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Do tech companies hold the solution to taxing the digital economy?

June 2019

The digital revolution has transformed business models, entire economies and the lives of people around the globe. It has also tested the concept of traditional corporate tax rules, designed largely in the first half of the 20th century. These rules are now unfit for our increasingly digitalised and globalised world.

As the business models of digital companies have increasingly allowed them to create value in countries without any physical presence, traditional tax concepts such as residence, nexus and profit allocation seem to have become out of date. Moreover, as international commerce has transcended national borders, the digital world has exploited gaps in the dated tax system to avoid taxation on cross-border transactions.

Organisations and individual countries are working simultaneously to tackle this issue, and yet they are still struggling to find a solution. The approach thus far has been fragmented but the solution must be a concerted effort. Reaching a consensus has proved considerably difficult, and, no matter how innovative or intelligent the individuals tackling this issue, the legacy of 'traditional’ corporate income taxes has complicated the identification of an effective, efficient, fair and sustainable solution.

But what if there is another party who should be more closely involved in drawing up this new taxation world? One that is regularly involved in this new type of cross-border business, understands the value chain and can provide more radical thinking. What if that party were the largest tech companies themselves?

What has happened so far?

In 2015, the OECD recognised these challenges and took on the task of finding a solution within the framework of its BEPS project. The BEPS project aims to equip governments with domestic and international instruments to address tax avoidance and ensure that where economic activities are generating profits, they are taxed where the value is created. Alongside the OECD’s work, countries also began working on their own interim unilateral solutions, further complicating the situation.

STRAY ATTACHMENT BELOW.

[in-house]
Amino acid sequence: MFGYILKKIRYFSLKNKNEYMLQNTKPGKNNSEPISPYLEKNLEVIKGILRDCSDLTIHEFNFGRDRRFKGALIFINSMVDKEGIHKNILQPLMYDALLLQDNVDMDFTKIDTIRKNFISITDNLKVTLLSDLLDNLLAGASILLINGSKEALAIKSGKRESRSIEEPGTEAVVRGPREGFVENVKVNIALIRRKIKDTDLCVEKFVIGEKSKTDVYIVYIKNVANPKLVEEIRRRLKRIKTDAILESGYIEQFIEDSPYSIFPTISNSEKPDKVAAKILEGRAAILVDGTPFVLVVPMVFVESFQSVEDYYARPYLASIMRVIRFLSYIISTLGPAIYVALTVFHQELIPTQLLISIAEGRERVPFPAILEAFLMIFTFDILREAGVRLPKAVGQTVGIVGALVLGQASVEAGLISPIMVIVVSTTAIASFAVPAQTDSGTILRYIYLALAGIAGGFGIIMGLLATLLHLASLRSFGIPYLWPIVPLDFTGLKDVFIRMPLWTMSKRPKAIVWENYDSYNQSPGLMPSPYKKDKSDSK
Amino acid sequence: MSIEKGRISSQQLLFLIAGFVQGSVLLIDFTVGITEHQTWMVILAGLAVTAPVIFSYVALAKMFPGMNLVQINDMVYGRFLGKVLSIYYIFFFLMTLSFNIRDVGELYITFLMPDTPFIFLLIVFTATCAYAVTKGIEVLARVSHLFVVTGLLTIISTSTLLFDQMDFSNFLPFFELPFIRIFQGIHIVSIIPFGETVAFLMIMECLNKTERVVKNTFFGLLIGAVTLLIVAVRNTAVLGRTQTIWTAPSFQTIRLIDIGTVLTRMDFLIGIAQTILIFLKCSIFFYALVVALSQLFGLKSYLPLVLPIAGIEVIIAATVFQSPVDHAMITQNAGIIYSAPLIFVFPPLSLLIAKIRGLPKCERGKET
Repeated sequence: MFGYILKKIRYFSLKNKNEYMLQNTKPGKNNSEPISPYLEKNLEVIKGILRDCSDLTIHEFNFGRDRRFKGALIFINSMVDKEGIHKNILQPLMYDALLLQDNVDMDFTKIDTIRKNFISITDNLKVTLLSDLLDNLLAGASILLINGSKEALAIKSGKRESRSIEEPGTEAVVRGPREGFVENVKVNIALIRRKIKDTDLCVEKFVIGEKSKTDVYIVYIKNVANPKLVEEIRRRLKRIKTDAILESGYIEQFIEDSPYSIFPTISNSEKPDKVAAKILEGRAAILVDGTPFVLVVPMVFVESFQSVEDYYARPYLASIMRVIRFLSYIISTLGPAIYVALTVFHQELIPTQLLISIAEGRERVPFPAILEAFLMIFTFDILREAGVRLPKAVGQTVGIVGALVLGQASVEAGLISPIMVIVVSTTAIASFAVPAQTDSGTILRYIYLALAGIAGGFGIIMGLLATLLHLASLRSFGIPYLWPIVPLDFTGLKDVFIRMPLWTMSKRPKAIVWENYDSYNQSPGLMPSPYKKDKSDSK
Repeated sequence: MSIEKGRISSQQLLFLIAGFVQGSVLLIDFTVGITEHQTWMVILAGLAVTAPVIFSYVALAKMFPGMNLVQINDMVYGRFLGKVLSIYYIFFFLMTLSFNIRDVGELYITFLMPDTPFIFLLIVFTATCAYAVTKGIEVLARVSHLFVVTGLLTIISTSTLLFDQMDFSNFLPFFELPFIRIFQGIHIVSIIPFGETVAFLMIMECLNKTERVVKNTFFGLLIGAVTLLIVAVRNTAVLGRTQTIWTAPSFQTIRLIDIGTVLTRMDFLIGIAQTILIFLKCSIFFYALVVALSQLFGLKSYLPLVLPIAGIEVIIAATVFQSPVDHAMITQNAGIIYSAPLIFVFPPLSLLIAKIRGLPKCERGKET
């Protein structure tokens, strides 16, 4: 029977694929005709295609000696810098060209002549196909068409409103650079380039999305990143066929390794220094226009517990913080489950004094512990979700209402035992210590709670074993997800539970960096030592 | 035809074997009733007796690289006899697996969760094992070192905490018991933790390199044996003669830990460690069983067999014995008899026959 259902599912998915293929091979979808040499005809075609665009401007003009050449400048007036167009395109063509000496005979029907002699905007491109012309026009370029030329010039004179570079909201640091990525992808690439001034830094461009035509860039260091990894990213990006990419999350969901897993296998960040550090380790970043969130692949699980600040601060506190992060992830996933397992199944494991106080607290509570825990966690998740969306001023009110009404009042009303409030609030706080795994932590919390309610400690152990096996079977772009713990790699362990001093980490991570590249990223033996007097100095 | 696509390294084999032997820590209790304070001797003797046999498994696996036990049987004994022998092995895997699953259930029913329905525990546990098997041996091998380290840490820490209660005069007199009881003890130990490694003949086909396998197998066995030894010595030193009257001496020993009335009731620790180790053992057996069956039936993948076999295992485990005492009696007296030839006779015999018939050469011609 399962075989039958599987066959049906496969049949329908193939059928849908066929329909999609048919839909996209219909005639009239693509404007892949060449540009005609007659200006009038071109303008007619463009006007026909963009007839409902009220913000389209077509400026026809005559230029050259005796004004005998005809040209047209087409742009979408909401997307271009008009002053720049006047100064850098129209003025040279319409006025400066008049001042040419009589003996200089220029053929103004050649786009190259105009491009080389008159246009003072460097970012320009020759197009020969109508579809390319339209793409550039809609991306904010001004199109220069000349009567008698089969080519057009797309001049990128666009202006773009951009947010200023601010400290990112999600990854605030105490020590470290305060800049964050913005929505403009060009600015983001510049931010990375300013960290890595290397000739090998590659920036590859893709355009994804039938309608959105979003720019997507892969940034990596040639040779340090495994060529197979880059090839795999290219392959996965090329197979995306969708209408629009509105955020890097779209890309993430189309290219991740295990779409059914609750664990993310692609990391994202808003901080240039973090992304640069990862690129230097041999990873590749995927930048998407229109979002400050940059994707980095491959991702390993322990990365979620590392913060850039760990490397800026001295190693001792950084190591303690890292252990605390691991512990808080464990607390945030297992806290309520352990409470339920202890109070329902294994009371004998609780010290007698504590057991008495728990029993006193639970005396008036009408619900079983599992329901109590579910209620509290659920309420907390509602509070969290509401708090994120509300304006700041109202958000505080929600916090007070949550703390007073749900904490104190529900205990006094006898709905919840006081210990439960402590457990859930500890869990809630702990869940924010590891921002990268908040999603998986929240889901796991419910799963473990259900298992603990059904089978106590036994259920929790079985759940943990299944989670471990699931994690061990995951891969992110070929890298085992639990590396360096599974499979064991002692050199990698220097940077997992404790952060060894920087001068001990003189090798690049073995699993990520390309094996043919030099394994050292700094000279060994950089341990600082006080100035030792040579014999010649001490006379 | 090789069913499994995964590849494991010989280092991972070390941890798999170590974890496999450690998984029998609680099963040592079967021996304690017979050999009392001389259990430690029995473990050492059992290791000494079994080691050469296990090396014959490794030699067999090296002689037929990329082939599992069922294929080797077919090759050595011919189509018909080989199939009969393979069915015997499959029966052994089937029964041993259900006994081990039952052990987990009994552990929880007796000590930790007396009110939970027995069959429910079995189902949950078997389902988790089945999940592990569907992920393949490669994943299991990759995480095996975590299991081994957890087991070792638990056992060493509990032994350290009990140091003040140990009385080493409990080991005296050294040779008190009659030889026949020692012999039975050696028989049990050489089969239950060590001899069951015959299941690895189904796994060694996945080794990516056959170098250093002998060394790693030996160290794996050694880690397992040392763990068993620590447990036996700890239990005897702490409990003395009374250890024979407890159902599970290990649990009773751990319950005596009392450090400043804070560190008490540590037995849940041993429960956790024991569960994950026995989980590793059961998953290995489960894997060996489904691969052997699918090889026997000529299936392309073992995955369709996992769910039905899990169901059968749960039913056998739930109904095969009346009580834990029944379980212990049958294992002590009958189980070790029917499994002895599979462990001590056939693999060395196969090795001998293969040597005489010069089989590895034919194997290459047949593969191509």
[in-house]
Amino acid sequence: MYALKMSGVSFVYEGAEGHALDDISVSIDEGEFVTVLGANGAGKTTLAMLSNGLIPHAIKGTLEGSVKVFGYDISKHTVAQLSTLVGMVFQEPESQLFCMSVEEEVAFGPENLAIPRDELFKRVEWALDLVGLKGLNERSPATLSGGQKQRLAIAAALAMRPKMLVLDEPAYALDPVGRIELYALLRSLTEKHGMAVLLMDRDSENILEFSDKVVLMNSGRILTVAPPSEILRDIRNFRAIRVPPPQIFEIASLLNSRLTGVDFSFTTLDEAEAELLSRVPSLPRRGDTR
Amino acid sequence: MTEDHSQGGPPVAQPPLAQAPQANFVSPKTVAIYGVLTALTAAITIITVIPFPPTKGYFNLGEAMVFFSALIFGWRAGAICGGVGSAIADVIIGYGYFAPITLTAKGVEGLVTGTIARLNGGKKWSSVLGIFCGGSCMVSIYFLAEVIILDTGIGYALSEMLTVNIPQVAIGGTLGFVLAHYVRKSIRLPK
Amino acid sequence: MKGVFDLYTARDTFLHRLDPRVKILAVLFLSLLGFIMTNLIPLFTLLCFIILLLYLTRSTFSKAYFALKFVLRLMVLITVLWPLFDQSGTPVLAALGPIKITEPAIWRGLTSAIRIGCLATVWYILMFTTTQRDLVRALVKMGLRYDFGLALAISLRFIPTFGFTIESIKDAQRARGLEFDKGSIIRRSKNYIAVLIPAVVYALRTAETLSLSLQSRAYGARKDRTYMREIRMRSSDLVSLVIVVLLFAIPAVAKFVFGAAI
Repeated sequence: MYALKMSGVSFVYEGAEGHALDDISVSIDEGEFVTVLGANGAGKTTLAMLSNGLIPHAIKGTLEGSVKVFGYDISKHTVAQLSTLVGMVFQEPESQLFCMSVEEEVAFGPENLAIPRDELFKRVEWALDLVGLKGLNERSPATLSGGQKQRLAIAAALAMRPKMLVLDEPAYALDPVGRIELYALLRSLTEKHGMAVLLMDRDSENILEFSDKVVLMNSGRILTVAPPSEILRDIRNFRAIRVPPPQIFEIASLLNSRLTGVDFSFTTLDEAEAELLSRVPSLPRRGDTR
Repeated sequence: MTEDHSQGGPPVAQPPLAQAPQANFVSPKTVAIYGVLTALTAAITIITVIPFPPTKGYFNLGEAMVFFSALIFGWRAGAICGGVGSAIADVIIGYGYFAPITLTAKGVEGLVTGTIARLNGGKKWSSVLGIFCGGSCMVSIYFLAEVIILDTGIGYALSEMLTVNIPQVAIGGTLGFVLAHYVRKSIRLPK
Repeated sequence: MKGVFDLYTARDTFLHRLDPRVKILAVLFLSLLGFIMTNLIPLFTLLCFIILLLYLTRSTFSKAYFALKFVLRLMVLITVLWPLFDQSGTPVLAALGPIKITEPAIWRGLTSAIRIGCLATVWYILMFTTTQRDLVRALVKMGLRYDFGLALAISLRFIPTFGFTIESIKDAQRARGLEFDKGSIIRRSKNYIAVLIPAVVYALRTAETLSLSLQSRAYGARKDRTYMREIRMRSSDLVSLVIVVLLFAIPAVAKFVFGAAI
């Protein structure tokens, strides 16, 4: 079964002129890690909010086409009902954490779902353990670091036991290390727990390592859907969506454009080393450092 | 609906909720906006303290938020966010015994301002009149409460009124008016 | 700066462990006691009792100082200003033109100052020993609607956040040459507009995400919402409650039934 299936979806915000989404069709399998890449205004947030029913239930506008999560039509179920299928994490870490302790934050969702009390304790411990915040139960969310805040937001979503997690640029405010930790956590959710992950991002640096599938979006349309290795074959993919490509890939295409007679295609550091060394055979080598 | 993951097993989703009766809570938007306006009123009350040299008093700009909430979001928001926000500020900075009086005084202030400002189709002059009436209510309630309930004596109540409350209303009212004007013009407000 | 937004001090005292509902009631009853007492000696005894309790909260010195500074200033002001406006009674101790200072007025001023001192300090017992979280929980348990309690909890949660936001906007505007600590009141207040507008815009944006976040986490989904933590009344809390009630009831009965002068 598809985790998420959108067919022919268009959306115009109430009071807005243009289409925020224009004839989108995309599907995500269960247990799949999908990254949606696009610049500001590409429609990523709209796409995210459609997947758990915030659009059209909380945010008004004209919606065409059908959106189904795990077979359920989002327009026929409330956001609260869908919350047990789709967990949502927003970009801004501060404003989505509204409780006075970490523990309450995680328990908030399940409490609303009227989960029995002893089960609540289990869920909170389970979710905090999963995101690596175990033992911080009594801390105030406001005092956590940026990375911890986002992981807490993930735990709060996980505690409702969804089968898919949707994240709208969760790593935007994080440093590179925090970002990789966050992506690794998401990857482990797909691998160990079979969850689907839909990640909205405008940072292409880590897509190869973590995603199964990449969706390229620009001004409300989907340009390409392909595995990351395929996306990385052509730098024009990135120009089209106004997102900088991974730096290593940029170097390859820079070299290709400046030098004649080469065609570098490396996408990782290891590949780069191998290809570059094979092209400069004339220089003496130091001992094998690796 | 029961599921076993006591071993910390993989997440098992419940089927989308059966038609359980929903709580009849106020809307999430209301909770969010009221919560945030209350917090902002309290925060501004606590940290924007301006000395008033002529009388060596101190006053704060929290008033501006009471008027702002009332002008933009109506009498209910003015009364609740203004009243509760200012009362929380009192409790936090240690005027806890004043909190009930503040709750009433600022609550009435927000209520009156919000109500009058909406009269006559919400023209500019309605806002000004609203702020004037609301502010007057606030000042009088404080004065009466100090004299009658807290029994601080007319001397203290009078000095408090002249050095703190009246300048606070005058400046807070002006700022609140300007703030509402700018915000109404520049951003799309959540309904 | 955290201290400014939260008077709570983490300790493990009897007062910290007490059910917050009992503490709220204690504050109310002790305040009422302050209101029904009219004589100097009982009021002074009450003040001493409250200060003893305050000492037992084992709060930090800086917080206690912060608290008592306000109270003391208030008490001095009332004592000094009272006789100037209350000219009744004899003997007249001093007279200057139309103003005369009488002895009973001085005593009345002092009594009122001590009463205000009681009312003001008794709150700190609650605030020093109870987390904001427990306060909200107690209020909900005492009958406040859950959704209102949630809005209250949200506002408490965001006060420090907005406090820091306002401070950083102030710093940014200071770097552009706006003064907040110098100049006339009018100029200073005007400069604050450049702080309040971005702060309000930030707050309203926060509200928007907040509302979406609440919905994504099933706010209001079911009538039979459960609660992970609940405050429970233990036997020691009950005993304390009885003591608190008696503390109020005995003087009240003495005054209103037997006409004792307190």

Simultaneously, the EU proposed its own interim digital tax strategy, aiming for a coordinated tax policy across the EU. Likewise, governments in separate member states proposed further, uncoordinated unilateral initiatives.

This has created a sort of 'race’ to find a solution to the tax challenges posed by the digitalisation of the economy.

Later, however, the EU laid to rest its attempts to tax the largest digital companies, agreeing to freeze their measures until the end of 2020 when the OECD aims to deliver a long-term solution. Whilst this action decelerated the race to find a solution between the EU and the OECD, the EU solution was strong and promising.

Thus, over the past few years, there has been more discussion about how to tax the digital economy than any other tax matter. Yet despite lengthy debates, we are still facing a situation in which there is no consensus on how we can fairly approach the situation. Consensus is crucial to the solution given the borderless nature of digital businesses.

The issue of a revenue-based tax solution

Although countries across the globe have been working together under the umbrella of the OECD, there is still a lack of agreement from individual governments on a global solution. Companies, on the other hand, at least agree that unilateral solutions are not the right solution.  

In their separate proposals, the EU and its member states reached the conclusion that a revenue-based tax on certain digital activities or services, including transmitting collected user data, selling online advertising space and creating certain online marketplaces from non-resident companies, is the best option.